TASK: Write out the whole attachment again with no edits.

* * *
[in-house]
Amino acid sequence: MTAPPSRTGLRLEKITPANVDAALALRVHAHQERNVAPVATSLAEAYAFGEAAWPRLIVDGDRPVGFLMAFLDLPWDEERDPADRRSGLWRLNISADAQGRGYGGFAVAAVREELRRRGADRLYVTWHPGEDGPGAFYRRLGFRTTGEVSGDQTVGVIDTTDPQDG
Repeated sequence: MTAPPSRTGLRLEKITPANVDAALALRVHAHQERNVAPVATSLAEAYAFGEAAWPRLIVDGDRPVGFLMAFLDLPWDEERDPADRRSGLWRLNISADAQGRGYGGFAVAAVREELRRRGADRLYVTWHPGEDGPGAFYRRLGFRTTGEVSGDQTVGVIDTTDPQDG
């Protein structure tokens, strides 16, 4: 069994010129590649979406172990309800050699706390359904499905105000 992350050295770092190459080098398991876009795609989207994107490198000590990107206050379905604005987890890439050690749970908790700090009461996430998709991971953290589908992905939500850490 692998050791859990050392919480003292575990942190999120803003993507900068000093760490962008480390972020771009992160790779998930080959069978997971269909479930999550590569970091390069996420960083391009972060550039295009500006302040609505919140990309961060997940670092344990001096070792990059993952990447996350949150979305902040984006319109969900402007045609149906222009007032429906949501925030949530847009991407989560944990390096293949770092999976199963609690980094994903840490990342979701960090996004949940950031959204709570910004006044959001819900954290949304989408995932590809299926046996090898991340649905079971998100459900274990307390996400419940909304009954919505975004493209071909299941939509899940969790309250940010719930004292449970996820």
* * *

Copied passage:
[in-house]
Amino acid sequence: MTAPPSRTGLRLEKITPANVDAALALRVHAHQERNVAPVATSLAEAYAFGEAAWPRLIVDGDRPVGFLMAFLDLPWDEERDPADRRSGLWRLNISADAQGRGYGGFAVAAVREELRRRGADRLYVTWHPGEDGPGAFYRRLGFRTTGEVSGDQTVGVIDTTDPQDG
Repeated sequence: MTAPPSRTGLRLEKITPANVDAALALRVHAHQERNVAPVATSLAEAYAFGEAAWPRLIVDGDRPVGFLMAFLDLPWDEERDPADRRSGLWRLNISADAQGRGYGGFAVAAVREELRRRGADRLYVTWHPGEDGPGAFYRRLGFRTTGEVSGDQTVGVIDTTDPQDG
């Protein structure tokens, strides 16, 4: 069994010129590649979406172990309800050699706390359904499905105000 992350050295770092190459080098398991876009795609989207994107490198000590990107206050379905604005987890890439050690749970908790700090009461996430998709991971953290589908992905939500850490 692998050791859990050392919480003292575990942190999120803003993507900068000093760490962008480390972020771009992160790779998930080959069978997971269909479930999550590569970091390069996420960083391009972060550039295009500006302040609505919140990309961060997940670092344990001096070792990059993952990447996350949150979305902040984006319109969900402007045609149906222009007032429906949501925030949530847009991407989560944990390096293949770092999976199963609690980094994903840490990342979701960090996004949940950031959204709570910004006044959001819900954290949304989408995932590809299926046996090898991340649905079971998100459900274990307390996400419940909304009954919505975004493209071909299941939509899940969790309250940010719930004292449970996820």